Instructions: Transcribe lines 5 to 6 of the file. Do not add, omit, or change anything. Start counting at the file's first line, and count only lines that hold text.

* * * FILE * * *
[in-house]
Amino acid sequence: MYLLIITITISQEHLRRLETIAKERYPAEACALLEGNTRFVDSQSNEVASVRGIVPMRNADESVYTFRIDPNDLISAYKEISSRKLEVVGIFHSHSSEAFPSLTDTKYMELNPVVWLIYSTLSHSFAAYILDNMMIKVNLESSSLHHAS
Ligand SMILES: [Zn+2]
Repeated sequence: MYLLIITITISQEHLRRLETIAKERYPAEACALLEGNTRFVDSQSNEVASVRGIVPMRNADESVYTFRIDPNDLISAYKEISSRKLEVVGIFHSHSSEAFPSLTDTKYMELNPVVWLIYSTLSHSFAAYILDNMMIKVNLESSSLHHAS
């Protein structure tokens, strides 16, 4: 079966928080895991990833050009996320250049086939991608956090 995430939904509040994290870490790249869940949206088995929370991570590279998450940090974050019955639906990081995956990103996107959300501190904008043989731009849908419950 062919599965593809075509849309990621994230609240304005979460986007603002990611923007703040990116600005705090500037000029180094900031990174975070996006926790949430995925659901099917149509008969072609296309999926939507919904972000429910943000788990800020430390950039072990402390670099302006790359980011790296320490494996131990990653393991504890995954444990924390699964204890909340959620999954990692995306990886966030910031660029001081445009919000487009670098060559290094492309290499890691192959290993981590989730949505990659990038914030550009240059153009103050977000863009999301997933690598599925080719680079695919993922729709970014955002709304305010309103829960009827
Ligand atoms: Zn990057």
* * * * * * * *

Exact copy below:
């Protein structure tokens, strides 16, 4: 079966928080895991990833050009996320250049086939991608956090 995430939904509040994290870490790249869940949206088995929370991570590279998450940090974050019955639906990081995956990103996107959300501190904008043989731009849908419950 062919599965593809075509849309990621994230609240304005979460986007603002990611923007703040990116600005705090500037000029180094900031990174975070996006926790949430995925659901099917149509008969072609296309999926939507919904972000429910943000788990800020430390950039072990402390670099302006790359980011790296320490494996131990990653393991504890995954444990924390699964204890909340959620999954990692995306990886966030910031660029001081445009919000487009670098060559290094492309290499890691192959290993981590989730949505990659990038914030550009240059153009103050977000863009999301997933690598599925080719680079695919993922729709970014955002709304305010309103829960009827
Ligand atoms: Zn990057």